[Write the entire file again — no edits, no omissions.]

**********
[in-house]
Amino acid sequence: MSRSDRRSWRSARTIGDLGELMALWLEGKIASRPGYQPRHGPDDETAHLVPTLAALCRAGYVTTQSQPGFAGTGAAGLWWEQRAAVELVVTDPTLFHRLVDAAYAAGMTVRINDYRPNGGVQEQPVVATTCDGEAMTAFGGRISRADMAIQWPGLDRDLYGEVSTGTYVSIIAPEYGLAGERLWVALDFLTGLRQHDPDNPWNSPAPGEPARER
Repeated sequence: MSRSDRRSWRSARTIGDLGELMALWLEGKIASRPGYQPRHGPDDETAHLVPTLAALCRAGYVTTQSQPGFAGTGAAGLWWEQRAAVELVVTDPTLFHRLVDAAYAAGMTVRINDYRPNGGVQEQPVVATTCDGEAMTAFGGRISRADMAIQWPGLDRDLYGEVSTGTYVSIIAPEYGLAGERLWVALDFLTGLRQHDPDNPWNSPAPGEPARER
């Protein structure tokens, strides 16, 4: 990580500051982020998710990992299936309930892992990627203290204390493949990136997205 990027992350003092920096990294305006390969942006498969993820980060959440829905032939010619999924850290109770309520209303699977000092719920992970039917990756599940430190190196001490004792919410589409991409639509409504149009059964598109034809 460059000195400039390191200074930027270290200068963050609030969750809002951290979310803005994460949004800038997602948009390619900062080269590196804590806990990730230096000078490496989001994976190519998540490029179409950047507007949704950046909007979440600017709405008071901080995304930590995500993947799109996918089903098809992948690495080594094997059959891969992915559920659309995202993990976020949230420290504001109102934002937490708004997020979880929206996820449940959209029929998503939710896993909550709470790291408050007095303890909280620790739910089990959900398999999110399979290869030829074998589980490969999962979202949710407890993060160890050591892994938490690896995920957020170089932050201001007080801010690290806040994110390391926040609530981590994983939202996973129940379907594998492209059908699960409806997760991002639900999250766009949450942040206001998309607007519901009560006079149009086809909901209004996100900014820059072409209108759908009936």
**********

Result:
[in-house]
Amino acid sequence: MSRSDRRSWRSARTIGDLGELMALWLEGKIASRPGYQPRHGPDDETAHLVPTLAALCRAGYVTTQSQPGFAGTGAAGLWWEQRAAVELVVTDPTLFHRLVDAAYAAGMTVRINDYRPNGGVQEQPVVATTCDGEAMTAFGGRISRADMAIQWPGLDRDLYGEVSTGTYVSIIAPEYGLAGERLWVALDFLTGLRQHDPDNPWNSPAPGEPARER
Repeated sequence: MSRSDRRSWRSARTIGDLGELMALWLEGKIASRPGYQPRHGPDDETAHLVPTLAALCRAGYVTTQSQPGFAGTGAAGLWWEQRAAVELVVTDPTLFHRLVDAAYAAGMTVRINDYRPNGGVQEQPVVATTCDGEAMTAFGGRISRADMAIQWPGLDRDLYGEVSTGTYVSIIAPEYGLAGERLWVALDFLTGLRQHDPDNPWNSPAPGEPARER
């Protein structure tokens, strides 16, 4: 990580500051982020998710990992299936309930892992990627203290204390493949990136997205 990027992350003092920096990294305006390969942006498969993820980060959440829905032939010619999924850290109770309520209303699977000092719920992970039917990756599940430190190196001490004792919410589409991409639509409504149009059964598109034809 460059000195400039390191200074930027270290200068963050609030969750809002951290979310803005994460949004800038997602948009390619900062080269590196804590806990990730230096000078490496989001994976190519998540490029179409950047507007949704950046909007979440600017709405008071901080995304930590995500993947799109996918089903098809992948690495080594094997059959891969992915559920659309995202993990976020949230420290504001109102934002937490708004997020979880929206996820449940959209029929998503939710896993909550709470790291408050007095303890909280620790739910089990959900398999999110399979290869030829074998589980490969999962979202949710407890993060160890050591892994938490690896995920957020170089932050201001007080801010690290806040994110390391926040609530981590994983939202996973129940379907594998492209059908699960409806997760991002639900999250766009949450942040206001998309607007519901009560006079149009086809909901209004996100900014820059072409209108759908009936």